NFL Week 2: How the Seahawks' Domination of 49ers Shakes Up NFC Power Balance

Bruce ChenAnalyst ISeptember 17, 2013

SEATTLE, WA - SEPTEMBER 15:  Running back Marshawn Lynch #24 of the Seattle Seahawks rushes for a touchdown in the third quarter against the San Francisco 49ers at CenturyLink Field on September 15, 2013 in Seattle, Washington.  (Photo by Otto Greule Jr/Getty Images)
Otto Greule Jr/Getty Images

The Seattle Seahawks destroyed the San Francisco 49ers, and until anything more drastic happens, they are the conference title favourites. It's always tough to overreact to anything that happens early on in the NFL season, but we all saw what we saw this past Sunday night in Seattle. 

In a matchup of, perhaps, the two most well-rounded, talented and dominant Super Bowl favourites, a domination by one side always puts the rest of the conference on notice. The power of the supposedly stacked NFC conference has shifted to the northwest in a major way.

This is a roster that is missing four key players in Percy Harvin, Chris Clemons, Brandon Browner and Bruce Irvin. 

This is a running game that put up 172 rushing yards against the fourth-ranked rushing defense last year and simultaneously held the fourth-ranked rushing attack from last season to 100 yards. That doesn't sound amazing until you realize 87 of those rushing yards came from the quarterback.

Colin Kaepernick had a 20.1 passer rating and threw three ugly interceptions, after throwing two interceptions in all of last year's magical run to the Super Bowl.

And he never lost any eyebrows last season either. 

I can keep rattling off statistics, but they don't begin to tell the story. This is a San Francisco 49ers team of which their very foundation is built on running the ball, stopping the run and not making mistakes on defense.

Apparently, the loudest stadium in the world was enough to help the Seahawks shake all three of those cardinal 49er principles.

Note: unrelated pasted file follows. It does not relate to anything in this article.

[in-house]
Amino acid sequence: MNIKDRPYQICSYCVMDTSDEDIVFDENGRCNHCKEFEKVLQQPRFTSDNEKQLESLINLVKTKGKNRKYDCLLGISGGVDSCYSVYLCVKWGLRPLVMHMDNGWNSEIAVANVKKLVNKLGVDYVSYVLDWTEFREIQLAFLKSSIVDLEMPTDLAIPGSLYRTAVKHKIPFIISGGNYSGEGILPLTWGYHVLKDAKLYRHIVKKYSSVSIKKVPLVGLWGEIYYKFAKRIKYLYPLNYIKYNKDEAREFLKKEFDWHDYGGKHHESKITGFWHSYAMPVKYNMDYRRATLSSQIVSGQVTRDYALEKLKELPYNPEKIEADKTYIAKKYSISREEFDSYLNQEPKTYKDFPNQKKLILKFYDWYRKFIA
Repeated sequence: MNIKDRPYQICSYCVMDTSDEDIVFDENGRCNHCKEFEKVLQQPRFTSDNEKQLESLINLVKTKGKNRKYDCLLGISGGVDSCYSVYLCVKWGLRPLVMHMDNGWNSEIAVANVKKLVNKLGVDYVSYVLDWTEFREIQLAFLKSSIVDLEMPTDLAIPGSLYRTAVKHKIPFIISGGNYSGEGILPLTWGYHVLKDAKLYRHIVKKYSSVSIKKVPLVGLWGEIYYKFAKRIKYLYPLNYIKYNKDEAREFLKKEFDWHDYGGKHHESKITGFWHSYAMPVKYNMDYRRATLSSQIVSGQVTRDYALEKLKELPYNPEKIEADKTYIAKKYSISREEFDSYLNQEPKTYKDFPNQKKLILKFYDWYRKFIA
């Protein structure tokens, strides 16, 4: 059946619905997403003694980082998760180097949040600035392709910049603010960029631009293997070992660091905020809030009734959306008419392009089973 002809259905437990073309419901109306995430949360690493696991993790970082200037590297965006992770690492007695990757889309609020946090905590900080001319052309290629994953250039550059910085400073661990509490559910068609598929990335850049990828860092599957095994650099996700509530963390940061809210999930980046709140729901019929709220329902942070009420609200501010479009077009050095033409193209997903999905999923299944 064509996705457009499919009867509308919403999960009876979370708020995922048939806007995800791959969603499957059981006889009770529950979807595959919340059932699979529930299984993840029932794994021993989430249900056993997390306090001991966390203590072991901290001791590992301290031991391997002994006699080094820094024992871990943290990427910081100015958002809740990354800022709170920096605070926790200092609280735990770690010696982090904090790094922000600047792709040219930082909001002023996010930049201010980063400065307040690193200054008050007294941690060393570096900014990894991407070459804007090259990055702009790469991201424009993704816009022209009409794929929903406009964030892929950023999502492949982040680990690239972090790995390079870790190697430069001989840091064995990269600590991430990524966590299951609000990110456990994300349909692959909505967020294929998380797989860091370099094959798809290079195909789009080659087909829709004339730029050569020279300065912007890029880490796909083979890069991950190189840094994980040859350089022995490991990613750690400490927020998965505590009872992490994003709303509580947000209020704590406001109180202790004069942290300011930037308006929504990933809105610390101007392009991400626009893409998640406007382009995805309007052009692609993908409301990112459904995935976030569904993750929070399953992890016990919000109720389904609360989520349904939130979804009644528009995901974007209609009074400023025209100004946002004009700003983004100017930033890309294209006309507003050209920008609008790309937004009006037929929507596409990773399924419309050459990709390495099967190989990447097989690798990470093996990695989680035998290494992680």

But I don't need to convince anyone who watched that game that, if the 49ers have to meet the Seahawks in CenturyLink in the playoffs, they are in trouble.

What about the rest of the NFC? 

Can we really trust the preseason darling Atlanta Falcons, who, unlike Seattle, are showing they can't handle injuries to key personnel members (Roddy White, now Steven Jackson and Kroy Biermann).

They've played, by my count, six bad quarters of football with dismal second halves against both the New Orleans Saints and St. Louis Rams.

The second-half version of Matt Ryan goes from a 122.5 passer rating in the first half to 89.8 in the second, with 420 of his passing yards coming in the first and 258 in the second, as well as three TD passes in the first and one in the second.

The Seahawks get stronger as the game goes on; Ryan and the Falcons supposedly elite offense clearly get weaker as the game goes on, and that's what allowed them to almost come back against them last year in the playoffs.

What about the Green Bay Packers? They were beat in Week 1 by the 49ers who were just beaten down by the Seahawks. Sure, you can't ever count out the otherworldly Aaron Rodgers. But they still rank, through two games, in the bottom half of the league regarding run defense pass defense. 

As good as Rodgers is, he's still been sacked six times in two games with the makeshift offensive line that's without Bryan Bulaga. 

The rest of the NFC doesn't come close. The Washington Redskins? They're 0-2 and have been playing from behind all season, and Robert Griffin III looks tentative behind that surgically repaired knee.

The Dallas Cowboys looked like they had an improved defense by forcing six turnovers from the New York Giants, but then, they came up with nothing against the Kansas City Chiefs. Philadelphia's new offense looked promising in Week 1, but then, it showed huge flaws against an average San Diego defense.

The Chicago Bears and New Orleans Saints are 2-0, but they still need to prove more to be on Seattle's level. Needing until the last minutes of the game to beat the likes of Minnesota and Tampa Bay shows that you are still making silly mistakes which will cost you against Seattle. 

Through two games, we're still left trying to answer the question: If San Francisco can't beat Seattle at home, who can?